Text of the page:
UK Prime Minister David Cameron has pledged to give new internet surveillance powers to intelligence agencies, following last week's terror attacks in Paris.

Cameron made the promise during a campaign speech in Nottingham on Monday, four months ahead of a general election.

"If I'm Prime Minister I will make sure it is a comprehensive piece of legislation that makes sure we do not allow terrorists safe space to communicate with each other," Cameron said.

"Are we going to allow a means of communication where it simply isn't possible to do that? My answer to that question is 'no we must not.'"

Last year it was revealed by the government's top anti-terror chief Charles Farr that Government Communications Headquarters (GCHQ) was able to spy on UK citizens through Facebook, Google, Twitter and YouTube due to a loophole in the law.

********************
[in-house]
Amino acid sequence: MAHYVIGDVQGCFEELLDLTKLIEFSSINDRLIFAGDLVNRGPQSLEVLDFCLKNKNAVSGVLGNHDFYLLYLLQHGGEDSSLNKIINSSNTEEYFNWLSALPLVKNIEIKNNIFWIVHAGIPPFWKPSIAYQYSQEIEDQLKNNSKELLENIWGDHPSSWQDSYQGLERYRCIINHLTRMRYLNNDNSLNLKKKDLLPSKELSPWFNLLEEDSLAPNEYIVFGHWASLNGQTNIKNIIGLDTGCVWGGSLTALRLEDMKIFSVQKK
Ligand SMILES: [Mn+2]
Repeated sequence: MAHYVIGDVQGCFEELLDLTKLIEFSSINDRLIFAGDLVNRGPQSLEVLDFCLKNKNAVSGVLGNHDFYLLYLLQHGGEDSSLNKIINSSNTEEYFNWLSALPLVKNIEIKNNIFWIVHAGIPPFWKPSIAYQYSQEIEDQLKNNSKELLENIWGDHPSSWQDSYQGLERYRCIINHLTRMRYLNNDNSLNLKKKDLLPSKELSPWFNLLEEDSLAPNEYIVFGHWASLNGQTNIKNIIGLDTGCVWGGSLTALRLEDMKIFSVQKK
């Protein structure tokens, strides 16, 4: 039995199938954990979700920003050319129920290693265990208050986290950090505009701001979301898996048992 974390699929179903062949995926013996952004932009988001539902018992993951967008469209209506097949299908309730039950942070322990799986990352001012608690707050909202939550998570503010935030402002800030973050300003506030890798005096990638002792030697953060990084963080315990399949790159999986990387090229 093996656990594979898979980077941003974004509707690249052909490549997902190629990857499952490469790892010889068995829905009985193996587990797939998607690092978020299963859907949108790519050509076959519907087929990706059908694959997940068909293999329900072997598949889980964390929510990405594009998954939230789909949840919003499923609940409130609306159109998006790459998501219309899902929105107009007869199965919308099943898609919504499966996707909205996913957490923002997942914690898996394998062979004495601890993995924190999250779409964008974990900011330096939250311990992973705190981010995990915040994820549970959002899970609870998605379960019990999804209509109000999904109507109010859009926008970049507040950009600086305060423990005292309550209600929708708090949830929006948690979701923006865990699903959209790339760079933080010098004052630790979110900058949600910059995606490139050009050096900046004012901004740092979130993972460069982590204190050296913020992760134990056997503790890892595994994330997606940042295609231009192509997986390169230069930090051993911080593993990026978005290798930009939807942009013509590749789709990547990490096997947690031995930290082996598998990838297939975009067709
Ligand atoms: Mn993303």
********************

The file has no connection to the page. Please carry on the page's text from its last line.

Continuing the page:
Return of the 'snooper's charter'

Last week's deadly terror attack at Charlie Hebdo magazine in Paris, carried out by Islamist militants, has once again brought up the issue of state surveillance powers.

If the Conservatives secure an overall majority in May's elections they have promised to revive plans for a communications data bill, which was blocked last year by the the Tory's junior coalition partners, the Liberal Democrats.

Civil liberty advocates, who previously referred to the communications data bill as a "snooper's charter", have warned that it is dangerous to use the Charlie Hebdo massacre as an excuse to extend surveillance powers.

"It is wholly unacceptable for this tragedy in Paris to be used as a means to call for a return of the snooper's charter," said Emma Carr, director of Big Brother Watch.

"It is the wrong solution and would divert resources from focussed surveillance operations at a time when the agencies are already struggling to cope with the volume of information available."